Phil King swaps his football for coloured tiles and goes flipping mad!
This must be one of the simplest games to learn how to play, and yet it's fiendishly puzzling. On each single-screen level you're presented with a mosaic of multi-coloured tiles. Moving the on-screen pointer between two adjoining tiles and pressing fire causes them to swap places. If two or more like-coloured pieces end up next to each other, they are both destroyed. The aim, of course, is to clear the entire screen. However, even if you can't manage to achieve this, you can still progress onto the next level by destroying a set number of tiles.
Do very well and you could skip several levels, depending on the game's assessment of your playing ability. This is affected by how many swaps you made and also whether you used any of the special features available.
Before each new level, a set of icons reveals what shape and of how many different colours (from two to six) the tiles will be, plus what special features will be active. With the Practice option you can alter these to create your own custom level.
As with most puzzle games, I thoroughly enjoyed playing Swap. Its design is ingenious; so simple and yet so fascinating. It's all too easy to accidentally separate individual tiles from the otehrs, and so not be able to destroy them.
A lot of forward-planning is required, and clearing a screen without using any special features is a difficult task, even on the early levels - the Undo function came in really handy for correcting my many mistakes. The challenge of progressing through the levels is kept interesting by the constant changing of shapes and features. Compulsive stuff for puzzle fans.
This game went from news announcement to preview to review in a matter of weeks, with programmer Charles Goodwin making very quick progress. Yet this version is, nevertheless, much better than the Amiga original with sharply defined, candy-attractive main graphics and some easy-to-understand icons.
Playing the game is initially a little tough, if you just jump in and whizz around as if there's a time limit (when there usually isn't) you invariably end up with lots of leftover tiles.
If you take your time then you gradually get used to the patterns, and how to manipulate the tiles to best effect. The attractive graphics make progress satisfying, it's a very slick game to play, but it's also very much a puzzle game.
Instinct and guesswork isn't that useful, you need to think about it and that - unsurprisingly - put me off a bit. However, fans of Rubik's Cube will love this: all the practice options and 999 levels make for a great challenge.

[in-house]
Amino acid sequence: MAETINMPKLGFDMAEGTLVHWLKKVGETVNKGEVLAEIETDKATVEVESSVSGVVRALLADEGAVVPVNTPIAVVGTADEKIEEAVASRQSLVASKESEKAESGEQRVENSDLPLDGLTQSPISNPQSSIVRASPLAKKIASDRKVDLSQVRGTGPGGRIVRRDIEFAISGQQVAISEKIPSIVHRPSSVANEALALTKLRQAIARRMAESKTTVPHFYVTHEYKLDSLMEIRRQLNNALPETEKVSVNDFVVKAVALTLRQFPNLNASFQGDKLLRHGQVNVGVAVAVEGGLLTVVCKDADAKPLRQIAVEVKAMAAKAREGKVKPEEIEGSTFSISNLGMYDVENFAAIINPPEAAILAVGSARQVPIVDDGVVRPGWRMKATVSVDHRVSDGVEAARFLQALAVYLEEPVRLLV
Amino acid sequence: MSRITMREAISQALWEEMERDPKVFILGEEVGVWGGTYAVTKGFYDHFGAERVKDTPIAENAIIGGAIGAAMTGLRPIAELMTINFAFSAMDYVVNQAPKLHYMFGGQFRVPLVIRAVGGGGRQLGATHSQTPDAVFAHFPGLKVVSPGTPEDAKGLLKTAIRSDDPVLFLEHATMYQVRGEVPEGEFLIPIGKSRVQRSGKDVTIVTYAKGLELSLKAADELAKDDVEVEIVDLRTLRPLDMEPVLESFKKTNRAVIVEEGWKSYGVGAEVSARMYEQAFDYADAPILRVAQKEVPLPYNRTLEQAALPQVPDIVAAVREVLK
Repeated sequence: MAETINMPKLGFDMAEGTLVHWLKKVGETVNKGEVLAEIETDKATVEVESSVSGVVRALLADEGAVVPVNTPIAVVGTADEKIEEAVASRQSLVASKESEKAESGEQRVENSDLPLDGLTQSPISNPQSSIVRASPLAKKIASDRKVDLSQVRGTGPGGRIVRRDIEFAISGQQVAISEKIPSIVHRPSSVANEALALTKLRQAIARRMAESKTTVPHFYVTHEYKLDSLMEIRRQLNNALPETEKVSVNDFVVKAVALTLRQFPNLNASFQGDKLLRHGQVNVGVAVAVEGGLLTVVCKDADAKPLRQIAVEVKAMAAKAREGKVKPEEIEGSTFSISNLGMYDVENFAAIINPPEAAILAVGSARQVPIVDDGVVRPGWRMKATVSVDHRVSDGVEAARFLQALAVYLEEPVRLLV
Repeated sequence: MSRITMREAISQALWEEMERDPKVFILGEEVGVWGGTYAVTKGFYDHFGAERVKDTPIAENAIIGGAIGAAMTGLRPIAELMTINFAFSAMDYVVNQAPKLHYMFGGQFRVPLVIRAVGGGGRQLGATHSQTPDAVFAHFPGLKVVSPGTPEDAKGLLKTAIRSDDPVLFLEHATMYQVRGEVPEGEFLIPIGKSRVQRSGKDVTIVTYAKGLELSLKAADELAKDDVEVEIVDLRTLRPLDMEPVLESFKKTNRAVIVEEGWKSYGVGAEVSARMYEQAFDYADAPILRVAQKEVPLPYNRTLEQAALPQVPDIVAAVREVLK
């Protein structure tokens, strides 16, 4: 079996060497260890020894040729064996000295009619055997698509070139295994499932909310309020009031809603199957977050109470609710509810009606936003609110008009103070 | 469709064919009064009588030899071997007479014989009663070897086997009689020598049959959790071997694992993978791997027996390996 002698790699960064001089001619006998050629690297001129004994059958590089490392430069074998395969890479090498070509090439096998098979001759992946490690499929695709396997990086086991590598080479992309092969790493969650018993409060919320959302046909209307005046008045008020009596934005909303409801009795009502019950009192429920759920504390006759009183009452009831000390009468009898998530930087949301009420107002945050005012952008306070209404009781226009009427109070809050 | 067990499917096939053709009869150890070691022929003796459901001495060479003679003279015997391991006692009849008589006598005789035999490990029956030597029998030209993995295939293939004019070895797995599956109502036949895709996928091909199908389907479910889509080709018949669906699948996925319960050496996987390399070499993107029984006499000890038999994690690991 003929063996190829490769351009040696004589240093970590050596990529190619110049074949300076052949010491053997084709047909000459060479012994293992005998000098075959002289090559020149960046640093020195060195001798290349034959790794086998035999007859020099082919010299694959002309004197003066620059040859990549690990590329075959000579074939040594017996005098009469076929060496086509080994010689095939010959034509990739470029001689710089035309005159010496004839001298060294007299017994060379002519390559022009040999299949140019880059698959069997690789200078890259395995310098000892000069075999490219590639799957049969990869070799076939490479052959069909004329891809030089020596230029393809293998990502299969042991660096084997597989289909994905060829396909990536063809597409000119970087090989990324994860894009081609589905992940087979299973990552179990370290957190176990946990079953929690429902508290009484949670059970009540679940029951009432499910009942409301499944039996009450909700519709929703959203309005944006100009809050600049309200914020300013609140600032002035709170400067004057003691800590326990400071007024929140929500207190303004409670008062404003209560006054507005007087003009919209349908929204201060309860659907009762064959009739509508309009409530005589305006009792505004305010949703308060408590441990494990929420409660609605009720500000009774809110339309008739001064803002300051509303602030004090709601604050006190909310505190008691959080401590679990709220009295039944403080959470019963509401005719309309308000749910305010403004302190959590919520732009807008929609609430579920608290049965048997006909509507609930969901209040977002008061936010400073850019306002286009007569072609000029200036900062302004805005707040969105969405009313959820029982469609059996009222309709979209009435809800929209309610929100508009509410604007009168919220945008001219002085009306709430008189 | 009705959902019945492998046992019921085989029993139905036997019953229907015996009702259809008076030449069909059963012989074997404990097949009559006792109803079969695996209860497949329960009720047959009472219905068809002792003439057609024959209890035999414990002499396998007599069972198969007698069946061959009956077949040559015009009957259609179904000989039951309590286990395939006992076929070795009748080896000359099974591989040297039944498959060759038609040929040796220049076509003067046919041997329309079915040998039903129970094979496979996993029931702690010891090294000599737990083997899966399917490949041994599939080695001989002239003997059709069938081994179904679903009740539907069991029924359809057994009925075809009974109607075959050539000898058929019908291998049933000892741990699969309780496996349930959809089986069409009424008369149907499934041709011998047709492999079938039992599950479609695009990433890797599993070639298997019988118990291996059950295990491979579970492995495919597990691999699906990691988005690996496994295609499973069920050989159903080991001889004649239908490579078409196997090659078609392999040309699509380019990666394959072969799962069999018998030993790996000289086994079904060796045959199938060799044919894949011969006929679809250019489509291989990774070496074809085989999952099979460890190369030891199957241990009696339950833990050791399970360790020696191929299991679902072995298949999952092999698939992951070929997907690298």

Their sheer size means there's less of them to worry about and it's easier to avoid mistakes by not noticing an awkward tile.
Slightly more difficult due to their sheer number. On early levels, laborious swapping can be avoided by using the avalanche.
The most difficult shape, as you only have three choices of swap for a given tile. Tile-destroying swaps often leave awkward, jagged edges.
Plenty of flexibility with six choices of swap per tile. Probably the easiest shape.
Noel Edmonds' Multi-coloured Swapshop was probably the first Saturday morning TV show to mix all the other chronic shows into one great, interlinked mess.
Do you remember Noel's condescending, patronising grin and awful 'multi-coloured ho-ho' jumpers? The idea was that loads of kids could phone in and swap their brand-new £50 Action Man playset for a burnt-out and completely useless remote control car (one of those you controlled via a discreet 12in wire).
Many happy afternoons were spent with irate parents clipping their kids round the ear and rushing off to recover treasured Chrimbo presents. Ah, those were the days...
This takes back up to five moves and comes in useful for rectifying mistakes.
The avalanche causes tiles to fall down if there's a blank space below them. It's often available on early levels, where it can be used to great effect. First make a few swaps at the base of the play area to create some holes, then select the avalanche to destroy the majority of the tiles.
This works particularly well with a low number of colours, and save a lot of swapping with small squares. In fact, with two-colour small squares you can use this technique to clear the whole screen in a mere three moves!
These come in handy to eliminate any odd tiles left at the end of a level. Just move the cursor over the tile you want and it's lifted up for you to position anywhere on the play area.
On later levels, things are made much more difficult by the addition of a credits system. Ever swap costs you two credits. One credit is earned for each tile destroyed. So if you destroy two tiles with one swap, you only break even - if you have no credits and your swap doesn't destroy any tiles, it will automatically be undone.
Only by destroying many tiles with single swaps can you tot up enough credits for special features. Each supplementary tile costs 10 credits, while an avalanche costs 100.
The level ends when this reaches zero. Time limits range from a generous half-hour to just a couple of minutes.
Save/load function, savable high score table. Practice option allows you to set up a custom level via friendly option icons. Levels are worked out mathematically so there's no multi-load.
Not exactly complicated, but they work well enough with solid-looking tiles and nice flip animation.
Repetitive tune, minimal FX.
Easy to learn and fairly compulsive.
999 levels provide a good challenge.
Worth swapping your cash for.